Thursday, April 29, 2010
This story I'm about to share with you is about a great-great uncle of mine. It was published in a book titled "Children's Stories" written by Rick Steber in Volumn 6 of his true stories titled "Tales of the Wild West". I had picked up several of these books and would read one of the short stories to my kids every night when they were younger, along with whatever bedtime story we were reading at the time. Imagine my surprise when I found a relative in one of the true stories, and more intriguing was the fact that I had never heard the story before. Actually, I was reading along and the last name is mispelled in the book. Finally, my daughter, Brittany, who was about 12 at the time, stopped me and said, "Mom, isn't Promise where your family is from? Don't you just think that they spelled the name wrong?" By golly, she was right!
Lately, I've been sucked in and mezmorized by Ancestory.com. I've always been intrigued by family tree's and said that someday I was going to get going on one. Someday has arrived and as I was immersed in my family history the other day, I ran across the name Orval Sannar which reminded me of this story. I'm printing it here just as it was printed in Rick Steber's book. I give him all of the credit but feel that
since it is a story from my family history, then it's mine to tell.
Here it is:
The fall of 1913 Orval Sannar (mis-spelled Sannan in the book), his sister and a group of friends from the small town of Promise in northeastern Oregon hiked down to the Grande Ronde River for a day of fishing.
They fished for several hours without success. Finally Orval announced, "I'm going to cross over to the other side. Fishing's got to be better there."
At that place on the river the stream is deep and the current comparatively slow. The others watched as Orval waded in. He called back, "I'm going to leave my line out. Maybe I'll catch a big one on the way across." Those were the lasts words he ever spoke.
Orval waded to a point where the water was waist deep and then, placing his fishing pole in his mouth to free his hands, he started to swim. Part way across his head was suddenly jerked under water. Twice he came up above water, flailing his arms wildly. And then he was gone.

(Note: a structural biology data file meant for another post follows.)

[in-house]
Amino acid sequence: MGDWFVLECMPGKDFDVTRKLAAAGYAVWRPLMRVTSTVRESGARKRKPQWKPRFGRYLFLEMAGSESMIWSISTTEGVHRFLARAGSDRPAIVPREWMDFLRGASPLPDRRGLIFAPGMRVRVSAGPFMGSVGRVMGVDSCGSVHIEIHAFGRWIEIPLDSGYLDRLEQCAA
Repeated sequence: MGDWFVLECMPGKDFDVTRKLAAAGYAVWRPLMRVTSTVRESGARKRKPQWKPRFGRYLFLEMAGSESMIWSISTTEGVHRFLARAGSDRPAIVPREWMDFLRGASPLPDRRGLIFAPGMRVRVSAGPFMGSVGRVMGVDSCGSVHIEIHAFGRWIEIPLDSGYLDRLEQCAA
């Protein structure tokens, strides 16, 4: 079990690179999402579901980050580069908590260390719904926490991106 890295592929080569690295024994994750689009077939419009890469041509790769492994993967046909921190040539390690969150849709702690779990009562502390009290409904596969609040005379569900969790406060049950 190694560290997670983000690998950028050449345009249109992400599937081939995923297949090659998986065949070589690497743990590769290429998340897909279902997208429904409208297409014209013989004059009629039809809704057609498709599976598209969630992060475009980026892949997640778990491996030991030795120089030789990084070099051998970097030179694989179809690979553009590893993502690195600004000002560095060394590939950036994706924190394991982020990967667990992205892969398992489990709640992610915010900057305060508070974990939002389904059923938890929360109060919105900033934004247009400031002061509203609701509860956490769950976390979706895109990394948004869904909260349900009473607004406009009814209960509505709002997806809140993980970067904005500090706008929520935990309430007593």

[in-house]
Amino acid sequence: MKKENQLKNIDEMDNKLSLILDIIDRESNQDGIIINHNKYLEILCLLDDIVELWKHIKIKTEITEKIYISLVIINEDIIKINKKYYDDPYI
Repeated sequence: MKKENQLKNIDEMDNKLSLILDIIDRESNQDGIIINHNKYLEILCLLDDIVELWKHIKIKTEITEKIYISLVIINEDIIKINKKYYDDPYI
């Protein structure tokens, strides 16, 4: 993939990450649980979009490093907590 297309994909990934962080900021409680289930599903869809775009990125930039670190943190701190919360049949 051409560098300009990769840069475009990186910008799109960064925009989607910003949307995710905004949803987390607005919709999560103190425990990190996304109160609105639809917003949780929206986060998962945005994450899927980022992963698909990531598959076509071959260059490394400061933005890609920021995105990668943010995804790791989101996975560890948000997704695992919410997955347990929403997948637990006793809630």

One of the boys hiked out of the canyon with the sad news of the drowning. Soon a large group from Promise started down to the river. They located the body on the bottom, fifty yards downstream from where Orval was last seen. A few feet away, also on the bottom, was the fishing pole. It was recovered and when the line was reeled in, a 17-inch squaw fish dangled from the hook.
The supposition of those present was that the fish took the hook while Orval was swimming. It hit the bait and dashed downstream. Since Orval had the fishing pole in his mouth and could not close his lips, and since he was breathing hard with the exertion of the swim, the fish pulled his head under and his lungs filled with water almost instantly. That was the most logical explanation the group could understand.
Promise, Oregon is just a ghost town now set in the mountains of Wallowa County, but every year there is a reunion held for the families who settled there. The Promise Grange Hall is still standing, right next to the cemetary where Orval and other members of our family lay at rest. Almost all of the attendees at the reunion are in some way related anymore and there is always a spread of good food and good fun, along with old pictures and stories from what is quickly becoming the distant past. If you enjoyed this story, be sure and look for Rick Steber's books. They're a lot of fun to read and only take up minute or two for each story. Pay close attention though, you might run across someone in one of the stories who you know...
Posted by Paula at 9:45 PM